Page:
Gorilla Glass 2

Pop quiz: What's new, thinner and still made of Gorillas? Gorilla Glass 2, of course. A few days ago we saw the announcment that Corning was bringing the well-named scratch-resistant glass back to CES thinner than ever -- while also keeping it just as structurally strong.

Android Central @ CES Sure, 20 percent thinner may not seem like a lot, but keeping the glass thinner is something that many manufacturers want for reasons such as enhanced color reproduction -- color isn't displayed oddly because of the screen, and believe it or not the thinner screen will also allow for more accurate touch sensativity. With their glass on more than 600 product models you would think that these guys know what they are doing, and that "thin is in" and Gorilla Glass 2 is going to be something we definitely look forward to. While adoption times will differ by manufacturer they do anticipate to see Gorilla Glass 2 replacing the original within the next six months.

Hit the break to check out our full interview with Corning.


Youtube link for mobile viewing

 
There are 11 comments

njett says:

Personally I'd rather it be the same thickness and be stronger than be 20% thinner and the same strength. But that's just me and I'll take what I can get.

cliffy says:

My thoughts exactly.

SlimJ87D says:

But what if the thinner film gives better visuals via color and more responsive touch?

We'd have to study their test, but maybe up to a certain point of thickness the strength doesn't make that marginal of a difference as compared to the color and touch response difference it gives.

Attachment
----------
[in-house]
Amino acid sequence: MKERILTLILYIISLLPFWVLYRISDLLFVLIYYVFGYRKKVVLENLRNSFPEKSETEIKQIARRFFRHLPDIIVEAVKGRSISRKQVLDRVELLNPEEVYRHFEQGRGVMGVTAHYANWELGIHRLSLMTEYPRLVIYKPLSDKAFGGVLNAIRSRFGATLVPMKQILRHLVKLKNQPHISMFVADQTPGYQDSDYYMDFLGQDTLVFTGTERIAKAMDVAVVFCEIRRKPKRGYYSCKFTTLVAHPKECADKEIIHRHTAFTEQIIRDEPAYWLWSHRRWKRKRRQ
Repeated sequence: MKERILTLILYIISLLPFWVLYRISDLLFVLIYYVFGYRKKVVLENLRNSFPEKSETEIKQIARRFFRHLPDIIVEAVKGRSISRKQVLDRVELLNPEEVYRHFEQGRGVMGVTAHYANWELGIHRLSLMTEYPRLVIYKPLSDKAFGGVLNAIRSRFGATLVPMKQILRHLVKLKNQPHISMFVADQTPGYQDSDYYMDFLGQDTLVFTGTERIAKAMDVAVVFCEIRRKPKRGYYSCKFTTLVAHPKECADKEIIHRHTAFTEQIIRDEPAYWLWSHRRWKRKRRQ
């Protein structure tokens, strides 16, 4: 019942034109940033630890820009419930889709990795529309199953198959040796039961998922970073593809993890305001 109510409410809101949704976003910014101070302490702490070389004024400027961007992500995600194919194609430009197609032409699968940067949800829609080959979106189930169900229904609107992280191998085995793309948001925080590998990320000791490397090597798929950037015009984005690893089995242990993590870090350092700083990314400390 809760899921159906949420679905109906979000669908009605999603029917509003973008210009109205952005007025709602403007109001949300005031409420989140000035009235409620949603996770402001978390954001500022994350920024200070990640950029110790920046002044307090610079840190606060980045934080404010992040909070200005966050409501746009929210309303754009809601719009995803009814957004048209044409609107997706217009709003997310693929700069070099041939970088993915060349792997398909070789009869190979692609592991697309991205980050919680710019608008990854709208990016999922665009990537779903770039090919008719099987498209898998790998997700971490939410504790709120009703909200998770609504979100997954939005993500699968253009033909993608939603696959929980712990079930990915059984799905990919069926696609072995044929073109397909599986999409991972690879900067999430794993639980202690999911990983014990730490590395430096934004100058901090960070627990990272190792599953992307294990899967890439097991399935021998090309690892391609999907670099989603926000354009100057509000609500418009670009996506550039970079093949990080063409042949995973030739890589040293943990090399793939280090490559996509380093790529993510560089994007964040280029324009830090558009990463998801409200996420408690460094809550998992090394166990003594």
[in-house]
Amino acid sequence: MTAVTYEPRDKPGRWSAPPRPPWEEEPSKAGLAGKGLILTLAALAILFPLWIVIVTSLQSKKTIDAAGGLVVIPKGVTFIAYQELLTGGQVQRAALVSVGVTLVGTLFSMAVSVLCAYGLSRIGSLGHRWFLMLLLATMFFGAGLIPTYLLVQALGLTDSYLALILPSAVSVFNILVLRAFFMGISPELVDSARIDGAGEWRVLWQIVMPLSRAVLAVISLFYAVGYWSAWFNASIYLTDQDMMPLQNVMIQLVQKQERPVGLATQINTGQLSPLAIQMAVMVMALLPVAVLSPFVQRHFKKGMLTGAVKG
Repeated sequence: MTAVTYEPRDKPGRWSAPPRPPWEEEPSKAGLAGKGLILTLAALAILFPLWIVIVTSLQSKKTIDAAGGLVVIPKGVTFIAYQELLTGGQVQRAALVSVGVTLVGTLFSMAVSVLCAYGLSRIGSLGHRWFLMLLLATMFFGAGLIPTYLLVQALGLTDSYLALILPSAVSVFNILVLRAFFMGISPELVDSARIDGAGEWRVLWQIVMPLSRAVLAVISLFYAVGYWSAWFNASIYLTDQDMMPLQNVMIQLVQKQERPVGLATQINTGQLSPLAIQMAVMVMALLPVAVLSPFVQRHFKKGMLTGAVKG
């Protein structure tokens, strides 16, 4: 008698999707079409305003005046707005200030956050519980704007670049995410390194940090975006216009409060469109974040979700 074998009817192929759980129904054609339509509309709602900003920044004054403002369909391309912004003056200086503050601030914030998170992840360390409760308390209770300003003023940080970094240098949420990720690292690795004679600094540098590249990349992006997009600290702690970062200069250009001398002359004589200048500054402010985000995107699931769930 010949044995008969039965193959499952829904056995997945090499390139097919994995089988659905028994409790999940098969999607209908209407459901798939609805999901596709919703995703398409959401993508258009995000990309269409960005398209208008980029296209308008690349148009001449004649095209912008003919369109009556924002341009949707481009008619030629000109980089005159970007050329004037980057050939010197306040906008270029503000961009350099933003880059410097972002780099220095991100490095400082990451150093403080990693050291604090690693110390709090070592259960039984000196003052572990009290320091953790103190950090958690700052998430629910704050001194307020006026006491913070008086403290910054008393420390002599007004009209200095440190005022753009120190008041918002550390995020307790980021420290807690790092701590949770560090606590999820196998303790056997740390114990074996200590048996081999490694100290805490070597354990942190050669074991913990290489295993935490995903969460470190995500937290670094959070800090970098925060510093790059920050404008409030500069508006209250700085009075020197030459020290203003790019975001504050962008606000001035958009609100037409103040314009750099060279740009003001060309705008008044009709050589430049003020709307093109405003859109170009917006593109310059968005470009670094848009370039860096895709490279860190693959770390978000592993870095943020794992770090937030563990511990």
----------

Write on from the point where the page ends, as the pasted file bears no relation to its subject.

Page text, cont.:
That's pretty much engineering 101, you'll never get to see why the engineers choose or chose what they did but know that they run the results on a graph and optimize their selection as that is the whole point of engineering.

SOURCE: I engineer for the military and go through similar critiques leading to a detailed and technical explanation to my customer (the military) upon request.

Davest says:

I really wish the GNex had this. I decided to try it without a screen protector to see how it would hold up...the screen already has tiny scratches that I can see when I hold it in the light.

crzycrkr says:

I'm not saying it does, but who's to say it doesn't? That could be the reason there was no name associated with the glass. The same thing happened with the EVO4G when it came out. Only months later did they admit GG.

You need to remember that GG scratches just as easily as regular glass when it comes into contact with certain things. Typically not keys and other metal, but any number of different things like sand and dust that are all around

Davest says:

I had a Bionic (with GG) for about two months before I exchanged it for the GNex, and there wasn't a mark on it when I returned it. About two weeks, and the GNex screen is already marked up. Could be a coincidence, but I doubt it.

icebike says:

I'm with njett, give me that 20% back and I'll take the 25% improvement in strength and durability.

If 20% less thickness gives 100% of the strength, then leaving the thickness as it was would have yielded 25% more strength.

Thickness of the glass has never been a problem for me.

But Wow, the bending demo was impressive.

But if it bends, does that not just allow it to pass impact thru to the digitizer below it, and the display below that?

HedonismBot says:

Well, a flexible digitizer and OLED screen on the other side would pair with this nicely.

Bending demos mean nothing to me. Show me how it deals with swift, jarring impact.

Jared DiPane says:

That will be coming up soon, don't worry!

dchawk81 says:

Considering I can be a retard and drop my phone on a stone driveway, stare helplessly as it skips across rock after rock*, and have it come away unscathed (the screen mind you - the chassis looks like sh!t), I think Gorilla Glass is pretty much strong enough.

Bring on the thinness and responsiveness!

*Twice in a row. Not the best morning.